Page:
A: It is still unclear what the final instructions from the CMS will be, but we expect the CMS will ask physicians in several specialties to focus on a narrower set of measures than the original 36 the agency proposed in October.

Primary care physicians will likely be asked to focus on a set of five to seven measures. We expect most, if not all, of these measures will be from the set of measures endorsed by the Ambulatory Care Quality Alliance.

The CMS is looking for both process measures and outcome measures such as hemoglobin A1c control and achievement of LDL goals for patients with diabetes. For coronary artery disease, for instance, physicians might be asked to report on whether a patient who's had a heart attack is on a beta-blocker. ACP encouraged the CMS to focus on measures that have potentially significant clinical relevance, are the least burdensome and do not require significant health information technology.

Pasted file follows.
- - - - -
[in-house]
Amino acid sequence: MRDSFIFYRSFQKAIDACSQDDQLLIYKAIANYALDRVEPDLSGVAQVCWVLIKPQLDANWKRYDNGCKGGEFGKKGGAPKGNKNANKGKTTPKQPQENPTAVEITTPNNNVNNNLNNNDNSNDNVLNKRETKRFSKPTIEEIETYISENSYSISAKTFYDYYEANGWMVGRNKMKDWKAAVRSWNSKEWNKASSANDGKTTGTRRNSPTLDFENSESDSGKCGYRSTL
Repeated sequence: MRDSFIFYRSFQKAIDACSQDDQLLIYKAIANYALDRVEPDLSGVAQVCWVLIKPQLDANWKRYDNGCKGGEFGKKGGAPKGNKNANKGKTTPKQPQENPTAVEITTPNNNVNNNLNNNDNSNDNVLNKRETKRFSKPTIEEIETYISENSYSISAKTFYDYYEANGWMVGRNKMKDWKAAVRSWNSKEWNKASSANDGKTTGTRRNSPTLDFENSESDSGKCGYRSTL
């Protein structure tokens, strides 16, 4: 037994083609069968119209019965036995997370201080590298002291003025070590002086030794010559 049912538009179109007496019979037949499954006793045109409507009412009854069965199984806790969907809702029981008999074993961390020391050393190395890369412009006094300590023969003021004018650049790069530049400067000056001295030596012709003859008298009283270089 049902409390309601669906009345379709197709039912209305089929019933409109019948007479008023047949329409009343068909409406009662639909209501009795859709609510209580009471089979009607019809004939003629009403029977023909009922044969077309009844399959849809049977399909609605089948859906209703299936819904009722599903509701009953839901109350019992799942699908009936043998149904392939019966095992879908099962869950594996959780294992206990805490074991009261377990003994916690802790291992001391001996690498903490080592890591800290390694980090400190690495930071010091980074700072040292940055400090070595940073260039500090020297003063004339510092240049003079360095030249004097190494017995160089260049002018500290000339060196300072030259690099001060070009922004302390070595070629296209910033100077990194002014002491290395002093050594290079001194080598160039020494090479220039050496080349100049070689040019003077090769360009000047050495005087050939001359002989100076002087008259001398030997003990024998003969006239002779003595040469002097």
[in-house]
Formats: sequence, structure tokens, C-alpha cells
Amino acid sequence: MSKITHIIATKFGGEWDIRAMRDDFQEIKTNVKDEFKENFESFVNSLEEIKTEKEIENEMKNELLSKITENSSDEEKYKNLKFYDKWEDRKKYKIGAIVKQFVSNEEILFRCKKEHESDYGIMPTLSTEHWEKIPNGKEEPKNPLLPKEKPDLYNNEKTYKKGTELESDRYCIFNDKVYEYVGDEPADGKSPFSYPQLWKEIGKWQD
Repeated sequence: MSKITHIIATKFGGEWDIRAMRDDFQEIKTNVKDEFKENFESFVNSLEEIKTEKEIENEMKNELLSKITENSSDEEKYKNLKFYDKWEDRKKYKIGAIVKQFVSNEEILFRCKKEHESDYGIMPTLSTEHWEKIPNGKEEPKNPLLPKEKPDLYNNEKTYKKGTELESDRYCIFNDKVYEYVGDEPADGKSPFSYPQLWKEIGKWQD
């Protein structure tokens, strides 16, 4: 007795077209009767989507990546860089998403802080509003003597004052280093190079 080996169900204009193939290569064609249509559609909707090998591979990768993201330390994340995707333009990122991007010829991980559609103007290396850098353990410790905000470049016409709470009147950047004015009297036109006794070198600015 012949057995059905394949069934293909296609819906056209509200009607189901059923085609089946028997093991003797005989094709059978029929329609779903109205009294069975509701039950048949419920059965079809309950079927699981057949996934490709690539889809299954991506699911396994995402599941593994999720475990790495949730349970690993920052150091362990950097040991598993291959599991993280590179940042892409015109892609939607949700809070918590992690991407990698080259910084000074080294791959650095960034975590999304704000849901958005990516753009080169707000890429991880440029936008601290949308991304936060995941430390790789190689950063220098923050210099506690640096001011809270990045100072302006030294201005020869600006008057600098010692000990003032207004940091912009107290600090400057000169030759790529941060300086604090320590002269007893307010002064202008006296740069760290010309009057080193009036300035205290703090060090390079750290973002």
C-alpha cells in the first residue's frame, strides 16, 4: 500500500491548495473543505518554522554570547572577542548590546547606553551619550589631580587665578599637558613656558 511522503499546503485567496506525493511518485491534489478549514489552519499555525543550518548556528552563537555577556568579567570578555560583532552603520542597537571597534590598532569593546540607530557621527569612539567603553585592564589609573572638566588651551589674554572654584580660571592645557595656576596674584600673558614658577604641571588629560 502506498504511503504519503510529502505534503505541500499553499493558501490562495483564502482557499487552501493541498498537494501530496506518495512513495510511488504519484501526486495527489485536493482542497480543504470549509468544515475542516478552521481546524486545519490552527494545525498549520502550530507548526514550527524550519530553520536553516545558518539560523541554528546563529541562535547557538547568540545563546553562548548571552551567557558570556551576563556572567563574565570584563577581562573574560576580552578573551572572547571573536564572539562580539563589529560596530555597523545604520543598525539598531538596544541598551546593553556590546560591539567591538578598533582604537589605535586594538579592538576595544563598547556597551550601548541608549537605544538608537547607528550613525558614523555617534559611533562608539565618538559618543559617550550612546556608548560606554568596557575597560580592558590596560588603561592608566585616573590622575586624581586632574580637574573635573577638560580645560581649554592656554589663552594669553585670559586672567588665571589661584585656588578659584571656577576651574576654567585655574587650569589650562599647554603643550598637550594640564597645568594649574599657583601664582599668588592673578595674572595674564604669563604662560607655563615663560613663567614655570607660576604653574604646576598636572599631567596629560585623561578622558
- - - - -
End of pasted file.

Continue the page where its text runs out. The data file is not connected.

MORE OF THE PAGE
Q: How are physicians supposed to report quality data?

A: Through the claims process. When physicians submit a claim to the CMS, they will also submit a code to indicate that they evaluated the patient on a particular measure. The CMS is considering using two types of codes: CPT-II codes and G codes, which were set up by the CMS.

Let's say the measure is whether a patient who has congestive heart failure is on an ACE-inhibitor [angiotensin-converting enzyme] or ARB [angiotensin receptor blocker] therapy. First the physician would have to identify whether the patient meets the criteria for congestive heart failure. Then the physician would look to see if the patient is on one of the two drugs. Depending on the answer to that question, the physician would choose the appropriate code to submit with the patient's claim.

Q: How do the new codes work?